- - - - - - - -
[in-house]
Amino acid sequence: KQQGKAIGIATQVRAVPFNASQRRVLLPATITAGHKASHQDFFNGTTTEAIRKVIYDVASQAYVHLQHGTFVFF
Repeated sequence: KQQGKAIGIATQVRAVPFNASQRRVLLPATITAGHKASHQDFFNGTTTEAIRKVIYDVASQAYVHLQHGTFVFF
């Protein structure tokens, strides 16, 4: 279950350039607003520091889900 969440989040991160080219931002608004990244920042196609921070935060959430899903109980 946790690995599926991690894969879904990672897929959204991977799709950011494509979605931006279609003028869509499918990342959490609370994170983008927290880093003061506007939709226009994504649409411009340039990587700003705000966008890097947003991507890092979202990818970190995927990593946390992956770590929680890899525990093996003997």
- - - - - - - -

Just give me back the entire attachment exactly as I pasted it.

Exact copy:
[in-house]
Amino acid sequence: KQQGKAIGIATQVRAVPFNASQRRVLLPATITAGHKASHQDFFNGTTTEAIRKVIYDVASQAYVHLQHGTFVFF
Repeated sequence: KQQGKAIGIATQVRAVPFNASQRRVLLPATITAGHKASHQDFFNGTTTEAIRKVIYDVASQAYVHLQHGTFVFF
């Protein structure tokens, strides 16, 4: 279950350039607003520091889900 969440989040991160080219931002608004990244920042196609921070935060959430899903109980 946790690995599926991690894969879904990672897929959204991977799709950011494509979605931006279609003028869509499918990342959490609370994170983008927290880093003061506007939709226009994504649409411009340039990587700003705000966008890097947003991507890092979202990818970190995927990593946390992956770590929680890899525990093996003997």